human consciousness. This has to occupy us as human beings. Can we just carry on
after everything that happened? Is it possible to carry on? Something happened.
It demands of a person an emotional revolution, for a certain
Do you believe that we have
more of a moral obligation than other nations, in the wake of the
I believe that it demands of us greater
morality, greater attention to others.
As a rabbi and educator,
where do you see the Holocaust’s influence on your educational
First of all, I took upon myself to be a rosh yeshiva
because I knew that I had to fill the place of my friends who did not survive.
That [sense of mission] gave me the strength to do something. That fact that I
was among the few who remained, that gave me strength. Otherwise I would not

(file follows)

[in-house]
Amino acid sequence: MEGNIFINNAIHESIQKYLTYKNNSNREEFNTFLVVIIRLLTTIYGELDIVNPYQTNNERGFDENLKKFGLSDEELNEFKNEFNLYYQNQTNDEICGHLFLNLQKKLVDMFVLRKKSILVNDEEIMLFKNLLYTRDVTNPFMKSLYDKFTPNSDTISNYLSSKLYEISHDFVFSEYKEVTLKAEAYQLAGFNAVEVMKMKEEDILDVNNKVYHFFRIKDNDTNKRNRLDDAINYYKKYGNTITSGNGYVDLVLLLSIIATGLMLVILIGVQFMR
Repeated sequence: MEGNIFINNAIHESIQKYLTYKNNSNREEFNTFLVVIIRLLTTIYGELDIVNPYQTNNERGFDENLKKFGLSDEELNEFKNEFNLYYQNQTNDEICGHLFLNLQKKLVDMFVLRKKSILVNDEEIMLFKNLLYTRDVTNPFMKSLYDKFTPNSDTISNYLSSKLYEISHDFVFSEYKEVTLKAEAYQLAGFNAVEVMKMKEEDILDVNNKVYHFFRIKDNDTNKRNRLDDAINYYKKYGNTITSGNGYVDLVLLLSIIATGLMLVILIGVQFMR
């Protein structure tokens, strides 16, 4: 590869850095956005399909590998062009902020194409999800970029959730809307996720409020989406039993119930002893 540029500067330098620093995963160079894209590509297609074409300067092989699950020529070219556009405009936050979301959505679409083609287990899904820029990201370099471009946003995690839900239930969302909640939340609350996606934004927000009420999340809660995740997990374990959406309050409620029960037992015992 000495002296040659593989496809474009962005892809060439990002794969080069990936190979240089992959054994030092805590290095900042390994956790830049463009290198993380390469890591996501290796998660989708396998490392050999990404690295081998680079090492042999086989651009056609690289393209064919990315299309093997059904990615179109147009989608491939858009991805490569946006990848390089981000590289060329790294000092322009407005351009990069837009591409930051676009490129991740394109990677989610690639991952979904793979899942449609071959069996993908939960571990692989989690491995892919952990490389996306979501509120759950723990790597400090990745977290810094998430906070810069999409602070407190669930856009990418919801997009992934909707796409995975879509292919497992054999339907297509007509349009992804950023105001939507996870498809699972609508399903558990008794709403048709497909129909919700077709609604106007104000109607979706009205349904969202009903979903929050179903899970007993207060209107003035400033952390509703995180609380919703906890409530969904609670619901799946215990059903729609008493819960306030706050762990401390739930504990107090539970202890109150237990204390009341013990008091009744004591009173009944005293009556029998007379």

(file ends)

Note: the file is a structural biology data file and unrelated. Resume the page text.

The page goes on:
have taken upon myself such a role. I don’t come from a family of rabbis and
leaders. My wife comes from a well-known rabbinical family. I come from a simple
family; what business did I have building a large institution? I also took upon
myself some public roles [as a minister in the Israeli government] a few years
ago. I emphasized the moral aspect, and afterwards I was also in the opposition
as far as a large portion of the Religious Zionists were concerned. What gave me
strength was the fact that I must fill the place of others who did not make it
Everything I have said is only part of what I feel, but I’m
not able to say any more.
For further reading: A
World Built, Destroyed and Rebuilt – Rabbi Yehuda Amital’s Confrontation with
the Memory of the Holocaust, by Moshe Maya, Ktav Publishing House and Yaacov
Herzog College, 2005 (order here).
original of this interview, including an audio excerpt, can be found
A minute-long video excerpt is also available:
 The Hebrew original of this interview
appeared in Yad Vashem’s online newsletter on Holocaust education, Zika, vol. 13
(Dec. 2007). Our thanks to Yad Vashem for allowing us to translate and
post the interview.
The International School for Holocaust Studies,
Yad Vashem, all rights reserved, 2007.